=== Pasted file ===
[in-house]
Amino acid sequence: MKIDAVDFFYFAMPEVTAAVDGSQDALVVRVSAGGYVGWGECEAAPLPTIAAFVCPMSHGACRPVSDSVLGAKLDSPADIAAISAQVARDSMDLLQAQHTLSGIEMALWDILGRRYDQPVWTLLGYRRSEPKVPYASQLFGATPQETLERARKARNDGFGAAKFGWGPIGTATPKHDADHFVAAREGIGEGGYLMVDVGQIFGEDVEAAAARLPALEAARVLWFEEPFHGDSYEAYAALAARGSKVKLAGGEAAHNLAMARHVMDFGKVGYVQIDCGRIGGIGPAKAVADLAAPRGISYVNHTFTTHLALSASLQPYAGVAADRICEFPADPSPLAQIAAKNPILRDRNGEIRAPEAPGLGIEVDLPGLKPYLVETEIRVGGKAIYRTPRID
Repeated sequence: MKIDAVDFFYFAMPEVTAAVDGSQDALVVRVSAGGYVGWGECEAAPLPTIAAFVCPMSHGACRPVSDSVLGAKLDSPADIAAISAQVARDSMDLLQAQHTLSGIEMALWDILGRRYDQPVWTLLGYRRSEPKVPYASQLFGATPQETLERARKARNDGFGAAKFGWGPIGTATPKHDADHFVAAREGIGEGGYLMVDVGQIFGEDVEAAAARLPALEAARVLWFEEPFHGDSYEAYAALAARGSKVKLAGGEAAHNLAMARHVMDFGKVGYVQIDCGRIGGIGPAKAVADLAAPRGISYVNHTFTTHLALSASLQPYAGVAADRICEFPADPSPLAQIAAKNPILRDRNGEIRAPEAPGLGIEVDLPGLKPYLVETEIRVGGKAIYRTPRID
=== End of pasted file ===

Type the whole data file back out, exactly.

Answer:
[in-house]
Amino acid sequence: MKIDAVDFFYFAMPEVTAAVDGSQDALVVRVSAGGYVGWGECEAAPLPTIAAFVCPMSHGACRPVSDSVLGAKLDSPADIAAISAQVARDSMDLLQAQHTLSGIEMALWDILGRRYDQPVWTLLGYRRSEPKVPYASQLFGATPQETLERARKARNDGFGAAKFGWGPIGTATPKHDADHFVAAREGIGEGGYLMVDVGQIFGEDVEAAAARLPALEAARVLWFEEPFHGDSYEAYAALAARGSKVKLAGGEAAHNLAMARHVMDFGKVGYVQIDCGRIGGIGPAKAVADLAAPRGISYVNHTFTTHLALSASLQPYAGVAADRICEFPADPSPLAQIAAKNPILRDRNGEIRAPEAPGLGIEVDLPGLKPYLVETEIRVGGKAIYRTPRID
Repeated sequence: MKIDAVDFFYFAMPEVTAAVDGSQDALVVRVSAGGYVGWGECEAAPLPTIAAFVCPMSHGACRPVSDSVLGAKLDSPADIAAISAQVARDSMDLLQAQHTLSGIEMALWDILGRRYDQPVWTLLGYRRSEPKVPYASQLFGATPQETLERARKARNDGFGAAKFGWGPIGTATPKHDADHFVAAREGIGEGGYLMVDVGQIFGEDVEAAAARLPALEAARVLWFEEPFHGDSYEAYAALAARGSKVKLAGGEAAHNLAMARHVMDFGKVGYVQIDCGRIGGIGPAKAVADLAAPRGISYVNHTFTTHLALSASLQPYAGVAADRICEFPADPSPLAQIAAKNPILRDRNGEIRAPEAPGLGIEVDLPGLKPYLVETEIRVGGKAIYRTPRID